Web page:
Water resources in New Hampshire are increasingly stressed by new demands.
To minimize the impact of changing patterns of water use, available
supplies and current and predicted demands need to be evaluated carefully.
Without adequate information, planners are not equipped to resolve critical
issues related to water supply, hydropower, snow making, water quality, and
the potential effects of withdrawals on ecosystems.
The USGS, in cooperation with the New Hampshire Department of Environmental Services, Water Division, is working to improve the State's water-use information. Assistance is provided to the State in the collection, analysis, and dissemination of water-use data. Work is underway to develop a statewide water-use data base that includes site-specific data and data aggregated by county and major drainage basins. These data are used to produce reports which are dis-tributed to Federal and State agencies, educators, consultants, and other organizations or individuals concerned with water resources. A report on wastewater in New England and a map report on freshwater withdrawals and use in New Hampshire have been produced as part of this program. A graph showing total freshwater use (excluding hydroelectric instream use) in New Hampshire is shown in figure 3.
The amount of water in New Hampshire's rivers, streams, lakes, and
reservoirs is measured and monitored by the USGS hydrologic data-collection
program. The data are used by water-resource managers and planners for
forecasting floods and droughts; water-resources planning; design and
operation of projects for water supply, hydroelectric power, flood control,
and pollution control; designing bridges and culverts; flood warning;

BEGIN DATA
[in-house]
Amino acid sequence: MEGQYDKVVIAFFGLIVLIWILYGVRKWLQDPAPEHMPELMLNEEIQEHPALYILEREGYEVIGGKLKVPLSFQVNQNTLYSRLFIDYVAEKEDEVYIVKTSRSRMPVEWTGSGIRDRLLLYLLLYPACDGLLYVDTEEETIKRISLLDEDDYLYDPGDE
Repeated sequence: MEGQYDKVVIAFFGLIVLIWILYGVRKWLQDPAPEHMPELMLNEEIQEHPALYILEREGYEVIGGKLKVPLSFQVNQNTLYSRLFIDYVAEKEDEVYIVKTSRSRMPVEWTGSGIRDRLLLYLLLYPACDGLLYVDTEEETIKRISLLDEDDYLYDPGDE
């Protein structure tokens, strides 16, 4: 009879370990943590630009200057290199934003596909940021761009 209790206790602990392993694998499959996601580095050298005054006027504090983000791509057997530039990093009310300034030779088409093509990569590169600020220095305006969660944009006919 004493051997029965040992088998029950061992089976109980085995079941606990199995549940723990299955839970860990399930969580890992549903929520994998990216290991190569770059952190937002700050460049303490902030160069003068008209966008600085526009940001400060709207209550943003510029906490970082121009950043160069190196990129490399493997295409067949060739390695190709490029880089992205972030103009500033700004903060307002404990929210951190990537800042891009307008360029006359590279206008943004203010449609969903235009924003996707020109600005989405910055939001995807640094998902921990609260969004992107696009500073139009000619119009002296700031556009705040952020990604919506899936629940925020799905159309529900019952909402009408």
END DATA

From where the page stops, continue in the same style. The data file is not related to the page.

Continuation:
flood-plain management; and hydrologic research. Long-term records are
needed to evaluate the responses of hydrologic systems to natural climatic
variations and human-induced stresses so that potential problems can be
defined early and appropriate planning and management actions can be taken
by State and local agencies. Streamflow monitoring also provides baseline
data on natural seasonal discharge variations of rivers and streams (fig. 4).
In New Hampshire, surface-water data are collected from a network of 57
stations. The ground-water monitoring network provides monthly water-level
data at 24 wells. These networks are operated cooperatively by the USGS
and the New Hampshire Department of Environmental Services, Water Division.
Records are published monthly and annually. These data are used routinely
by private consultants, residents, newspapers, colleges and universities,
and local government agencies throughout the State.|
Realtime streamflow data are available at 37 locations throughout New Hampshire by means of satellite and telephone telemetry. This information is critical for the flood forecasting and response activities of the National Weather Service and the New Hampshire Emergency Management Agency. Telemetry data also allow State personnel to monitor drought conditions and compliance of flow-regulating projects. Realtime data from some of the stations also are available on the USGS District office www home page.
from U.S. Department of the Interior, U.S. Geological Survey, Fact Sheet FS-029-96
For more information contact any of the following:
USGS State representative
361 Commerce Way
Pembroke, NH 03275
Fax: (603) 226-7894
Home Page on the
World Wide Web at:
Additional earth science information can be found by accessing the USGS Home Page on the World Wide Web at http://www.usgs.gov/
For more information on all USGS reports and products (including maps, images, and computerized data), call 1-888-ASK-USGS
|The USGS provides maps, reports, and information to help others meet their needs to manage, develop, and protect America's water, energy, mineral, biological, and land resources. We help find the natural resources needed to build tomorrow and supply the scientific understanding needed to help minimize or mitigate the effects of natural hazards and environmental damage caused by natural and human activities. The results of our efforts touch the daily life of almost every American.|
USGS Fact Sheets (listed by state)
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Web version by: Patsy Campbell
Last modified: 10:19 26 SEPT 97 pac